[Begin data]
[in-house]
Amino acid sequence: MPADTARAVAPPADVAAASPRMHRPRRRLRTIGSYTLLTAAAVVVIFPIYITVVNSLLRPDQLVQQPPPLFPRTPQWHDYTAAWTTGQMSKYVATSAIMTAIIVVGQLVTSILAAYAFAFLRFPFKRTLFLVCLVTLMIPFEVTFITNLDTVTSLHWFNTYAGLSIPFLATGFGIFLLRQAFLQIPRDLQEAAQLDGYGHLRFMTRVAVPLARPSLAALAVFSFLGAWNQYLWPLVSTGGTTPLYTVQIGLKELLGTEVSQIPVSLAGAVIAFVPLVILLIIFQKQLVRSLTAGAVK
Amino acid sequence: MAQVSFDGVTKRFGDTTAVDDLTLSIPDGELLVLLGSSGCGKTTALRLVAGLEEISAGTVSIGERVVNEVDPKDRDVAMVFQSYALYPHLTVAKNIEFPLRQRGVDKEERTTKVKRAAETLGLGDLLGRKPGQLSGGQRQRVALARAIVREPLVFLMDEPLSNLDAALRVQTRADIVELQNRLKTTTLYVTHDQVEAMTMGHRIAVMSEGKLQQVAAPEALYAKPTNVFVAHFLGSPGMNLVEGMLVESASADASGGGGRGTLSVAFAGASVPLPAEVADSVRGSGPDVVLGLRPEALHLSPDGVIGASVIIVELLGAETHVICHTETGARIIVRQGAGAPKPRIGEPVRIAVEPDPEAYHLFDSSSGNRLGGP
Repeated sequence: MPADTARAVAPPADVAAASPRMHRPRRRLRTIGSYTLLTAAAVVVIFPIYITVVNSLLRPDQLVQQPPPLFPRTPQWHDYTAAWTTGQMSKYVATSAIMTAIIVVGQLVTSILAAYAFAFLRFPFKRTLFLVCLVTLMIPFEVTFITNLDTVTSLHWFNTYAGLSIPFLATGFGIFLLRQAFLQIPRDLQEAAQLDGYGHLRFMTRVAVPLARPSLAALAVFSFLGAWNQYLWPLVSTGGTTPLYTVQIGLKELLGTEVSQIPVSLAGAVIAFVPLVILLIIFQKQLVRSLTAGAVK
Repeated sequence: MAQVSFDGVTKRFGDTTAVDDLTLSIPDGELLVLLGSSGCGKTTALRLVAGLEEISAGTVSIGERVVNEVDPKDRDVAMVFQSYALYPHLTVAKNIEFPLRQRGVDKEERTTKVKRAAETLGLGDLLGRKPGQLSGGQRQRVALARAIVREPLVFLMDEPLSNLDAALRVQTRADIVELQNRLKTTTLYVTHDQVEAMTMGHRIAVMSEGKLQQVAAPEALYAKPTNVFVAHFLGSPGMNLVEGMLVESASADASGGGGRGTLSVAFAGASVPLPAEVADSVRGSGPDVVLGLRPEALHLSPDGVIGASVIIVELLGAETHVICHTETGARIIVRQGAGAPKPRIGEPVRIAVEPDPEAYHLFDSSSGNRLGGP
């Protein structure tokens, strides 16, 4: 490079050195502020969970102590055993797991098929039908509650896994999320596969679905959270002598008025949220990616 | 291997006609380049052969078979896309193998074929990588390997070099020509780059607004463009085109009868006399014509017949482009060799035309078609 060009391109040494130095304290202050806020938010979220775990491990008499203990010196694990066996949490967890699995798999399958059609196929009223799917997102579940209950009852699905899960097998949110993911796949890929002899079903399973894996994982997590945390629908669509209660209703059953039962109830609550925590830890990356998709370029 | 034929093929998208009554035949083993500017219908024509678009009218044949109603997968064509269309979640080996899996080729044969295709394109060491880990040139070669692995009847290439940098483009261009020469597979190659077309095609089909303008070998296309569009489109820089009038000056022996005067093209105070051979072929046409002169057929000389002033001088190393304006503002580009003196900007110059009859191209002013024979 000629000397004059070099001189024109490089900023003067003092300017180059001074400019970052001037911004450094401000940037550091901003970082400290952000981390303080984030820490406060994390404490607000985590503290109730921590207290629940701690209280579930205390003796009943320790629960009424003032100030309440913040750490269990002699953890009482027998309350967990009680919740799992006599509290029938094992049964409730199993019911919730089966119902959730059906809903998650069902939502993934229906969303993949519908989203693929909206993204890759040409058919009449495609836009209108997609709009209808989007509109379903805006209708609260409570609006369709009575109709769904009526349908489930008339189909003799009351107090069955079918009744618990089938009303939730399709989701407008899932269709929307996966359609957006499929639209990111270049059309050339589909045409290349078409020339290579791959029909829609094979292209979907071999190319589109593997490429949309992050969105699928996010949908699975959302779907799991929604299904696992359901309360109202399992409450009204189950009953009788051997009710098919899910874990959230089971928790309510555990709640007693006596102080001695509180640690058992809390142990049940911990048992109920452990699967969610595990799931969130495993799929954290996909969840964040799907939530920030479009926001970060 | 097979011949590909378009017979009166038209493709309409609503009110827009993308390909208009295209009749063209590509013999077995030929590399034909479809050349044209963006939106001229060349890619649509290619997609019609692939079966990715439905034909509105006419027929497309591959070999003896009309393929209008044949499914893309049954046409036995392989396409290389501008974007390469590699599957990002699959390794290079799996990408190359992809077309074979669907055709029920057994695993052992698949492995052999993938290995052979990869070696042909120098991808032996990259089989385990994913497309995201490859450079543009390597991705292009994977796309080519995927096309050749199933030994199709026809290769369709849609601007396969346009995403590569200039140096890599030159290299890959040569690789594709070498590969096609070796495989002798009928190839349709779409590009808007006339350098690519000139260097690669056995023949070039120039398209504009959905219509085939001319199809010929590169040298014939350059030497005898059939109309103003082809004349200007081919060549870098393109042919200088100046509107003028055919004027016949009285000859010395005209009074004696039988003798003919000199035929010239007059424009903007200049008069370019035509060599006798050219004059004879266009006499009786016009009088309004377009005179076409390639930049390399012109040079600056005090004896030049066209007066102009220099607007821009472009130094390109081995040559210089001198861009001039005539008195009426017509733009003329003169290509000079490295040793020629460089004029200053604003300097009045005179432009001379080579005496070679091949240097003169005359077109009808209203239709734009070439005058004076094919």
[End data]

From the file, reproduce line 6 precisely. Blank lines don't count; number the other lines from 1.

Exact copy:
């Protein structure tokens, strides 16, 4: 490079050195502020969970102590055993797991098929039908509650896994999320596969679905959270002598008025949220990616 | 291997006609380049052969078979896309193998074929990588390997070099020509780059607004463009085109009868006399014509017949482009060799035309078609 060009391109040494130095304290202050806020938010979220775990491990008499203990010196694990066996949490967890699995798999399958059609196929009223799917997102579940209950009852699905899960097998949110993911796949890929002899079903399973894996994982997590945390629908669509209660209703059953039962109830609550925590830890990356998709370029 | 034929093929998208009554035949083993500017219908024509678009009218044949109603997968064509269309979640080996899996080729044969295709394109060491880990040139070669692995009847290439940098483009261009020469597979190659077309095609089909303008070998296309569009489109820089009038000056022996005067093209105070051979072929046409002169057929000389002033001088190393304006503002580009003196900007110059009859191209002013024979 000629000397004059070099001189024109490089900023003067003092300017180059001074400019970052001037911004450094401000940037550091901003970082400290952000981390303080984030820490406060994390404490607000985590503290109730921590207290629940701690209280579930205390003796009943320790629960009424003032100030309440913040750490269990002699953890009482027998309350967990009680919740799992006599509290029938094992049964409730199993019911919730089966119902959730059906809903998650069902939502993934229906969303993949519908989203693929909206993204890759040409058919009449495609836009209108997609709009209808989007509109379903805006209708609260409570609006369709009575109709769904009526349908489930008339189909003799009351107090069955079918009744618990089938009303939730399709989701407008899932269709929307996966359609957006499929639209990111270049059309050339589909045409290349078409020339290579791959029909829609094979292209979907071999190319589109593997490429949309992050969105699928996010949908699975959302779907799991929604299904696992359901309360109202399992409450009204189950009953009788051997009710098919899910874990959230089971928790309510555990709640007693006596102080001695509180640690058992809390142990049940911990048992109920452990699967969610595990799931969130495993799929954290996909969840964040799907939530920030479009926001970060 | 097979011949590909378009017979009166038209493709309409609503009110827009993308390909208009295209009749063209590509013999077995030929590399034909479809050349044209963006939106001229060349890619649509290619997609019609692939079966990715439905034909509105006419027929497309591959070999003896009309393929209008044949499914893309049954046409036995392989396409290389501008974007390469590699599957990002699959390794290079799996990408190359992809077309074979669907055709029920057994695993052992698949492995052999993938290995052979990869070696042909120098991808032996990259089989385990994913497309995201490859450079543009390597991705292009994977796309080519995927096309050749199933030994199709026809290769369709849609601007396969346009995403590569200039140096890599030159290299890959040569690789594709070498590969096609070796495989002798009928190839349709779409590009808007006339350098690519000139260097690669056995023949070039120039398209504009959905219509085939001319199809010929590169040298014939350059030497005898059939109309103003082809004349200007081919060549870098393109042919200088100046509107003028055919004027016949009285000859010395005209009074004696039988003798003919000199035929010239007059424009903007200049008069370019035509060599006798050219004059004879266009006499009786016009009088309004377009005179076409390639930049390399012109040079600056005090004896030049066209007066102009220099607007821009472009130094390109081995040559210089001198861009001039005539008195009426017509733009003329003169290509000079490295040793020629460089004029200053604003300097009045005179432009001379080579005496070679091949240097003169005359077109009808209203239709734009070439005058004076094919």